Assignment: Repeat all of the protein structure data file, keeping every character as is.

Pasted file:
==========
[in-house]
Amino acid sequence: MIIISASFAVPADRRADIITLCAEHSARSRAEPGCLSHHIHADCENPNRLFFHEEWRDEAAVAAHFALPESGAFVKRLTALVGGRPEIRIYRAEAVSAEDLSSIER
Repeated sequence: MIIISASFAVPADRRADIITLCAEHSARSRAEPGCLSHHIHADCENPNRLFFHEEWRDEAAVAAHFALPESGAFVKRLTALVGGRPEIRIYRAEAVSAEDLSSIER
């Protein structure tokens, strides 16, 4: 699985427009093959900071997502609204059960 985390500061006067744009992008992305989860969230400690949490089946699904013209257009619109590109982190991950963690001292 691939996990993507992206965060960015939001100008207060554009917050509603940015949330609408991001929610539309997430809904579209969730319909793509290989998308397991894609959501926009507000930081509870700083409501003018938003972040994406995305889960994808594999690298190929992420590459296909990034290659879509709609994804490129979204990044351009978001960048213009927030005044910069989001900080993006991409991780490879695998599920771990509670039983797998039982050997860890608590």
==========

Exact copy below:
[in-house]
Amino acid sequence: MIIISASFAVPADRRADIITLCAEHSARSRAEPGCLSHHIHADCENPNRLFFHEEWRDEAAVAAHFALPESGAFVKRLTALVGGRPEIRIYRAEAVSAEDLSSIER
Repeated sequence: MIIISASFAVPADRRADIITLCAEHSARSRAEPGCLSHHIHADCENPNRLFFHEEWRDEAAVAAHFALPESGAFVKRLTALVGGRPEIRIYRAEAVSAEDLSSIER
């Protein structure tokens, strides 16, 4: 699985427009093959900071997502609204059960 985390500061006067744009992008992305989860969230400690949490089946699904013209257009619109590109982190991950963690001292 691939996990993507992206965060960015939001100008207060554009917050509603940015949330609408991001929610539309997430809904579209969730319909793509290989998308397991894609959501926009507000930081509870700083409501003018938003972040994406995305889960994808594999690298190929992420590459296909990034290659879509709609994804490129979204990044351009978001960048213009927030005044910069989001900080993006991409991780490879695998599920771990509670039983797998039982050997860890608590």